Liverpool has made an invaluable contribution to the cause of dentistry through two of its great industries: tobacco and confectionary. They both have a long history, although little remains of either. Liverpool as a major importer of sugar was well placed to benefit from the spin-offs and, in the late eighteenth century, an Everton woman, Molly Bushell, decided to increase her income by using recipes from her local doctor to make toffee.
The business boomed and others started up in competition, including Mary Cooper in 1810. Trading from a cottage in Browside, her Everton toffee achieved national fame. In a local rhyme of the time:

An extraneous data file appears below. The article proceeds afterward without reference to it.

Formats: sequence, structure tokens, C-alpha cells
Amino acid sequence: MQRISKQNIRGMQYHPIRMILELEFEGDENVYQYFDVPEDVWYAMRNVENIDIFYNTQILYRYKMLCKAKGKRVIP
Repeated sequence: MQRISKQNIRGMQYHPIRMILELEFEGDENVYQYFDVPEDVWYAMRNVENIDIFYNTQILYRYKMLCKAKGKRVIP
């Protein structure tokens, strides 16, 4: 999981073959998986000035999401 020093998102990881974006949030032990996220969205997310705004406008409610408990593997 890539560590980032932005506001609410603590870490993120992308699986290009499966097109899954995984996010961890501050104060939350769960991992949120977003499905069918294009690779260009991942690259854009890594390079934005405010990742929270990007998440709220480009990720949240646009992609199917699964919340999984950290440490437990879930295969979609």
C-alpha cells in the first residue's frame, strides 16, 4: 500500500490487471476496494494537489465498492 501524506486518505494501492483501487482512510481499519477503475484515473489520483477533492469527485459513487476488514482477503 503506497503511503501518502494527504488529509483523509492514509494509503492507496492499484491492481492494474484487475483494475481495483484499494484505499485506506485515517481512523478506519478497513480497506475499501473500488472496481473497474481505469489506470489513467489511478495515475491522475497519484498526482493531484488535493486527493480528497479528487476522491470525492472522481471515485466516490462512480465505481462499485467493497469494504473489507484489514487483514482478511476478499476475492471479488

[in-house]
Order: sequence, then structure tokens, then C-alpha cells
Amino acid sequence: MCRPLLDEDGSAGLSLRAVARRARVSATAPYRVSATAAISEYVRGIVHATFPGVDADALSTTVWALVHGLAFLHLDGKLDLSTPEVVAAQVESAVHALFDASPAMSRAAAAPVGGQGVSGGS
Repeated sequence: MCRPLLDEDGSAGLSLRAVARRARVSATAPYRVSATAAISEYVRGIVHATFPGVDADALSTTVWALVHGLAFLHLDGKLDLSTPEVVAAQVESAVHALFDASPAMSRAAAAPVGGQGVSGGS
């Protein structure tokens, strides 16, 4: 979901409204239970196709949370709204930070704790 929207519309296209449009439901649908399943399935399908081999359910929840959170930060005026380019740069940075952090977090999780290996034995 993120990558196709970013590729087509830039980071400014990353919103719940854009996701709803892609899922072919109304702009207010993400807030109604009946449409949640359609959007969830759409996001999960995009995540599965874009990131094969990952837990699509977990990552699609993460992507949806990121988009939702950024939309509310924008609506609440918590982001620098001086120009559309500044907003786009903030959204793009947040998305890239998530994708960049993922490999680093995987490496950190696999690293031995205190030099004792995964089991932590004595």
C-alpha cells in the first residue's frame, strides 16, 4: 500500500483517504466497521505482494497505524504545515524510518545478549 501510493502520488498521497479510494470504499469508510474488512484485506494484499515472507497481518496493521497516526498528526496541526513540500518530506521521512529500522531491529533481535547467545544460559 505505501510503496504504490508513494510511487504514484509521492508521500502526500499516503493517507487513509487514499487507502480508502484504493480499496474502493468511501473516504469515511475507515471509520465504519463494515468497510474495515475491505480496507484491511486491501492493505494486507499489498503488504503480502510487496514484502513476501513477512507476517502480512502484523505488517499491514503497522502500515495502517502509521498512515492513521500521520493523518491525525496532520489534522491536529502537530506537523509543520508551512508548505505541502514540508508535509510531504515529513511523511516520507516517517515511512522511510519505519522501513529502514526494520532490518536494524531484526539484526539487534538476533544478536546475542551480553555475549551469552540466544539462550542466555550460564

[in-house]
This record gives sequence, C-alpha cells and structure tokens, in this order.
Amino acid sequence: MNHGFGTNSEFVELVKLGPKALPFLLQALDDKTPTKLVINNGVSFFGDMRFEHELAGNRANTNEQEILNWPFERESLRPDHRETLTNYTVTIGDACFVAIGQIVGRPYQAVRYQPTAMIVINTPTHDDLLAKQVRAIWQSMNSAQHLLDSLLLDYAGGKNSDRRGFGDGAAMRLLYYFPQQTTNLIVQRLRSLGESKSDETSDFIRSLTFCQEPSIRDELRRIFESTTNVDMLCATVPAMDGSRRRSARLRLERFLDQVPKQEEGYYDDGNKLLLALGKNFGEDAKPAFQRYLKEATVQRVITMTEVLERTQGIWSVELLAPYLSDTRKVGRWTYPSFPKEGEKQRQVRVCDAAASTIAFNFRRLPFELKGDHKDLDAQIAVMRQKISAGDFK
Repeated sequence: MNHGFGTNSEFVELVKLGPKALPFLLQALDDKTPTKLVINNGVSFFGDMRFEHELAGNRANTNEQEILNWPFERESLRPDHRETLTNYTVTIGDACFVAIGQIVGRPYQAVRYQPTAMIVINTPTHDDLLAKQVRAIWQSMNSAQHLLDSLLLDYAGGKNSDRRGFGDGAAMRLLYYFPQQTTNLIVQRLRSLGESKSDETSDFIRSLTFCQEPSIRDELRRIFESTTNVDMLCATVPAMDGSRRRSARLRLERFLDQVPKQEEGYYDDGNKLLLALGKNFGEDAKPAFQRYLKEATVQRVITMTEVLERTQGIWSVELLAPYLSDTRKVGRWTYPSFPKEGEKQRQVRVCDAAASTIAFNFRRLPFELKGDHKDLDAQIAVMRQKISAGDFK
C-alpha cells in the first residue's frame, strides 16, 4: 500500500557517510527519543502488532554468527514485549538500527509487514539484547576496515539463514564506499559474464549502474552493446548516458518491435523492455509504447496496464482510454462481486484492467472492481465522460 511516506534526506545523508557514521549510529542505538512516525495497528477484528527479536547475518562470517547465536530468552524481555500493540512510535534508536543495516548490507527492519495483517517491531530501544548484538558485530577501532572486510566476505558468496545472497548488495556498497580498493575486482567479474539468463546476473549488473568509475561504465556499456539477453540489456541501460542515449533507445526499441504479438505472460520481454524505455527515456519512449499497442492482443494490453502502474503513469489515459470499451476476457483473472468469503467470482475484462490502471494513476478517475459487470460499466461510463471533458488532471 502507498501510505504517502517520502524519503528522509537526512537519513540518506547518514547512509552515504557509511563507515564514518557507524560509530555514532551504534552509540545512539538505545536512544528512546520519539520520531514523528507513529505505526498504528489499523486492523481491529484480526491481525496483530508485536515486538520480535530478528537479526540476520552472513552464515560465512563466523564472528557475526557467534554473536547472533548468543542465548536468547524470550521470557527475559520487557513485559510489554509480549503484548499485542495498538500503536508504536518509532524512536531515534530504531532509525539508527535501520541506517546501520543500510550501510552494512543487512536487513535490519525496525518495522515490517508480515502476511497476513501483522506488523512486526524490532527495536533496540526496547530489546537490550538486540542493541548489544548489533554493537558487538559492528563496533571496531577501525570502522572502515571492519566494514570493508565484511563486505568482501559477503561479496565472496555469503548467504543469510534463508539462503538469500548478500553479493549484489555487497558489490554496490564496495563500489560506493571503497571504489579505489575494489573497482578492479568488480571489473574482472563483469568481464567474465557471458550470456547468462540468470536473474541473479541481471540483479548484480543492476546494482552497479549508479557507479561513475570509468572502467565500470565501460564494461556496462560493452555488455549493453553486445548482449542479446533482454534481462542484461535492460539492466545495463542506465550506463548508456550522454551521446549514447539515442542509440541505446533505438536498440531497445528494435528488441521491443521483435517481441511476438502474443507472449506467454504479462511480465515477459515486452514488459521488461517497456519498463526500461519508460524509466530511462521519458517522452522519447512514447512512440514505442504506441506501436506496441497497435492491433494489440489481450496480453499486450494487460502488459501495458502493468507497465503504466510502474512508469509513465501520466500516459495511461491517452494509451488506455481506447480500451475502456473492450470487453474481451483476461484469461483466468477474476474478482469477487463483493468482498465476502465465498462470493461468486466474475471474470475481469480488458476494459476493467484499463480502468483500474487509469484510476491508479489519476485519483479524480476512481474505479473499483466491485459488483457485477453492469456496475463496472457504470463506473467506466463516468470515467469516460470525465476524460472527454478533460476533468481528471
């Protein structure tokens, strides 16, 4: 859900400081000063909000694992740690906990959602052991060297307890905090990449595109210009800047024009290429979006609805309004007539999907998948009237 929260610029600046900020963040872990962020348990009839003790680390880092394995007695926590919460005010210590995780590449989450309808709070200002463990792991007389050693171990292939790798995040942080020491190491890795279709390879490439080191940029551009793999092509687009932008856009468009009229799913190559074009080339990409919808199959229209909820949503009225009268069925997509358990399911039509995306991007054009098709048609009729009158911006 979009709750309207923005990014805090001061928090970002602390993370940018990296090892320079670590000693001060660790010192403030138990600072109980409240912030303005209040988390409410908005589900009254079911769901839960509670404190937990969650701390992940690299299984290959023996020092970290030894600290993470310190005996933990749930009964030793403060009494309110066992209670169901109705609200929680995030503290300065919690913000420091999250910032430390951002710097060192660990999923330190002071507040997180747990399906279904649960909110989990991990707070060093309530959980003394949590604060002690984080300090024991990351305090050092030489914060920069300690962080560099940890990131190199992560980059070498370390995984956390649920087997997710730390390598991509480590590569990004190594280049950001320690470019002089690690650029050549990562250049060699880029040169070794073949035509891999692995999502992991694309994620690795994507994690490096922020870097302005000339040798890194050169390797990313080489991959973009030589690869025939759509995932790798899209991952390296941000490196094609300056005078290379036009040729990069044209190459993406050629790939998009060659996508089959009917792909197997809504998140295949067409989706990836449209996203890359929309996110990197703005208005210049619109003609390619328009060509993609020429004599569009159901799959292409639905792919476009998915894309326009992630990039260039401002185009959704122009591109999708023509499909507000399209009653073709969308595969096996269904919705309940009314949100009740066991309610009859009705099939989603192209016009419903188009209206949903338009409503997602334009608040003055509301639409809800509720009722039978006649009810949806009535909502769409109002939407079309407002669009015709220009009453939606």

Everton Toffee! Ever dear to lass and lad:
More certain cure than balm of Gilead.
Come friends, come buy – your pennies give.
While you keep sucking you’ll be sure to live!

Balm of Gilead referred to ‘cures’ of snake-oil salesman, Dr Solomon of Liverpool, who made a fortune out of his patent medicines. At least toffees gave a burst of welcome glucose!
The memory of this small local industry lives on in the nickname of Everton Football Club. I am not sure when the cottages on Browside disappeared although I have seen a late nineteenth century photograph of them in disrepair. The photograph above was probably taken in the 1880s. The style of cottage was very much the original vernacular Lancashire style, that was gradually replaced by Georgian and, later, Victorian terraces.

Everton Toffee Shop

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